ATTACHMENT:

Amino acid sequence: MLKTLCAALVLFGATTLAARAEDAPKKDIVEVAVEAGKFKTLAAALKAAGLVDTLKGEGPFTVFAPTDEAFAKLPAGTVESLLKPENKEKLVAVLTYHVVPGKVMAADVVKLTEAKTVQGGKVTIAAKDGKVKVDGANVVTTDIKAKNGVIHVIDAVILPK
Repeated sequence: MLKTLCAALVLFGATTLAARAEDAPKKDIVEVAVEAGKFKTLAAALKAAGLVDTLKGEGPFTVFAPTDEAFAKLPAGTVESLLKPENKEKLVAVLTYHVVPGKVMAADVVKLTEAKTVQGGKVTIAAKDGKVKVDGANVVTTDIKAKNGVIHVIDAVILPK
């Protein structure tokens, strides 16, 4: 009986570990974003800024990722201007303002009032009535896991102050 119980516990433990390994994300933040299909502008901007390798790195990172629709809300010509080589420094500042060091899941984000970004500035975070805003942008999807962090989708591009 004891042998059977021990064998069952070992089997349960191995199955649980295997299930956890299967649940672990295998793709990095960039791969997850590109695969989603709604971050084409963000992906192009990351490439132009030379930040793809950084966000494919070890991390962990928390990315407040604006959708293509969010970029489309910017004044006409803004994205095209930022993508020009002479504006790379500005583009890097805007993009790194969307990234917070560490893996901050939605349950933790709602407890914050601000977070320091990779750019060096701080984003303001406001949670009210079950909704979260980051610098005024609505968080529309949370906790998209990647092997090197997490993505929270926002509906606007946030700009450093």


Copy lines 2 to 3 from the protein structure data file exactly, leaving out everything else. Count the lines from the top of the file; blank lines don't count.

Repeated sequence: MLKTLCAALVLFGATTLAARAEDAPKKDIVEVAVEAGKFKTLAAALKAAGLVDTLKGEGPFTVFAPTDEAFAKLPAGTVESLLKPENKEKLVAVLTYHVVPGKVMAADVVKLTEAKTVQGGKVTIAAKDGKVKVDGANVVTTDIKAKNGVIHVIDAVILPK
């Protein structure tokens, strides 16, 4: 009986570990974003800024990722201007303002009032009535896991102050 119980516990433990390994994300933040299909502008901007390798790195990172629709809300010509080589420094500042060091899941984000970004500035975070805003942008999807962090989708591009 004891042998059977021990064998069952070992089997349960191995199955649980295997299930956890299967649940672990295998793709990095960039791969997850590109695969989603709604971050084409963000992906192009990351490439132009030379930040793809950084966000494919070890991390962990928390990315407040604006959708293509969010970029489309910017004044006409803004994205095209930022993508020009002479504006790379500005583009890097805007993009790194969307990234917070560490893996901050939605349950933790709602407890914050601000977070320091990779750019060096701080984003303001406001949670009210079950909704979260980051610098005024609505968080529309949370906790998209990647092997090197997490993505929270926002509906606007946030700009450093």